Setting the em dash in French text.

Kristina Drake's picture

Raising the Em dash question yet again.

I generally set the em dash tight. Recently, a text I'd sent to our translation services came back with comments to space them em dashes. I am wondering if this is language-specific (like spaces before colons) or the translator has donned her typographer hat. I'm tempted to ignore the corrections, but first I would like to get a sense of em dash use in French texts from the francophones out there.

Thanks!

Kristina

DTY's picture

I'm not a real francophone, but grabbing a small sample of French books from different publishers off the shelf by my computer, I found the following: one has em dashes set off by thin spaces, three have en dashes set off by word spaces, one has en dashes set off by thin spaces, and one has en dashes set off by word spaces on the outside only (i.e., the side away from the text being enclosed). These are all from France, though; Canadian usage might have more anglophone influence.

Kristina Drake's picture

Thank you! I am utterly lacking in French ressource books.
I will go with the thin spaces, I think.

K.

jmlevy's picture

Em dashes must be separated from the text by a word space — like this — then you continue. A lot of people use a thin space, but the correct typogaphic usage is a word space. (I am French).

Kristina Drake's picture

OK, thank you!

Marc C's picture

Salut Jmlevy,

Content de te voir !!!!!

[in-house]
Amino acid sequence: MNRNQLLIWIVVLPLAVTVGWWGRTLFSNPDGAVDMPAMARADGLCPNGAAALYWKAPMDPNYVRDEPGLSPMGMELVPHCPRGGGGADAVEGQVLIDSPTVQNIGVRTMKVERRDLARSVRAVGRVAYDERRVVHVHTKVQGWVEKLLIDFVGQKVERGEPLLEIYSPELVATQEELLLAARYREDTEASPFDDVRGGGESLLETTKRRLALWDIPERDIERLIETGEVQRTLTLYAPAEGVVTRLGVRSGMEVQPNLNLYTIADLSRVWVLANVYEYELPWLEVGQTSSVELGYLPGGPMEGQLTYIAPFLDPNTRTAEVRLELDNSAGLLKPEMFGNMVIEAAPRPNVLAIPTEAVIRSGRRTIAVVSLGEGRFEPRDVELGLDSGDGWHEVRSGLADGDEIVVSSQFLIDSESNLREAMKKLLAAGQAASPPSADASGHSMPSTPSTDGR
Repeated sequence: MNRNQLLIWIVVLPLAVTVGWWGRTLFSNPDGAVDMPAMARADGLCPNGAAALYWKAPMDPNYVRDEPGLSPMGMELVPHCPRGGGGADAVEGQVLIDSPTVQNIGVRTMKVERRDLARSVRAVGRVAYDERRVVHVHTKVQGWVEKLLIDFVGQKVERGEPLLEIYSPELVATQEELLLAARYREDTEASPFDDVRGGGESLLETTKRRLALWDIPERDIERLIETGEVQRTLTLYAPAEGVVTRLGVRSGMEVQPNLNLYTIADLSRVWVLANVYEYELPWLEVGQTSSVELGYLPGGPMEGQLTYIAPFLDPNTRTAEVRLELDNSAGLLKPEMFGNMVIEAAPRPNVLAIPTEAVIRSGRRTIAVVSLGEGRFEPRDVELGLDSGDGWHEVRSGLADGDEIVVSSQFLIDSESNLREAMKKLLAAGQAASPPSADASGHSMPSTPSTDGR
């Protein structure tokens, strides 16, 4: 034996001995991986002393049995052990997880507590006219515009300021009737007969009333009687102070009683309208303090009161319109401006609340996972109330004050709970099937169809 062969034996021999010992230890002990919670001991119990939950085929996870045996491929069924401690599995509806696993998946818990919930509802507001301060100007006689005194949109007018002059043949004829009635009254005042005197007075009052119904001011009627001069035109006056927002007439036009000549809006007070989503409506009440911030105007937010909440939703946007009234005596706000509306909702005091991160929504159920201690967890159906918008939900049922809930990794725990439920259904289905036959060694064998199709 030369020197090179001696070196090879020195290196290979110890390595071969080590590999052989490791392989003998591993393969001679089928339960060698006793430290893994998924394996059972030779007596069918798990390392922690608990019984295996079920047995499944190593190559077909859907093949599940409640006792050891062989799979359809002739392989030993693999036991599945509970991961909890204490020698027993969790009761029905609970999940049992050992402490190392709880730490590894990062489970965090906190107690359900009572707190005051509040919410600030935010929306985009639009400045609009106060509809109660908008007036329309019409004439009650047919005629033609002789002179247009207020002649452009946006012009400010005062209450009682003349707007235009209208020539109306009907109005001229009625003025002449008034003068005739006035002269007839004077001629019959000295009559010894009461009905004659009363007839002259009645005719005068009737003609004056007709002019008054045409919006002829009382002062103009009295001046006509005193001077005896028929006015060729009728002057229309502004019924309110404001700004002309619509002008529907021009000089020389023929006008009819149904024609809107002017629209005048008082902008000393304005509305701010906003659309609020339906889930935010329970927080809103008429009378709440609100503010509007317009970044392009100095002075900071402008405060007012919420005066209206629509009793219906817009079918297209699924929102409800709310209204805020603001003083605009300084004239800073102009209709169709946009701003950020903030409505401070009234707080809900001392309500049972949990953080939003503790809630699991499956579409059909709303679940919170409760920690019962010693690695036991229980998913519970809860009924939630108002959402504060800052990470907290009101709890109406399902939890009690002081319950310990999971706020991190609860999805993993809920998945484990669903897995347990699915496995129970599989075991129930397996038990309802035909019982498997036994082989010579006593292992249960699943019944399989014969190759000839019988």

Hey Kristina,

You can belive this guys (jmlevy) I have never seen a person so professional, I know him in a other forum.

The Bible in french for rules about typo is ;

Le Ramat de la typographie
By : Aurel Ramat

Kristina Drake's picture

Aha! Thank you. I will go and hunt down that book. There's an Archambault right nearby. I'll check there first.

As I said elsewhere my job requires me to set and edit French more often these days. Hyphenation rules are another source of frustration for me, but I do have a photocopy of guidelines provided by the translation office. I'm sure that with a few more reference books I could contribute less to the translator's headaches... :)

Thank you everyone!
K.

Marc C's picture

What is your problem about Hyphenation ?

dezcom's picture

Is there not a French hyphenation dictionary built in to your layout software? InDesifgn allows language choice for hyphenation right in the text formatting palette.

ChrisL

Linda Cunningham's picture

Kristina, you might also want to check out Editing Canadian English, Second Edition: it also has a reasonably comprehensive 20-page chapter on French (particularly Quebec French) and several other recommended readings (though several are sadly OOP).

Apart from Marc's suggestion of Le Ramat de la typographie, you might also want to check out M.-E. de Villers's Multidictionnaire des difficultés de la langue française.

Kristina Drake's picture

:) WOW

Thank you.

Marc: Hyphenation breaks in French are different from English. But mostly, in English, I can look up a word in the dictionary, and the hyphanation is indicated. There's no guessing involved. As I understand it, French relies on syllables, pronounciation and other factors, which make it a little iffy for me to get right. I have yet to find a French dictionary that shows the breaks.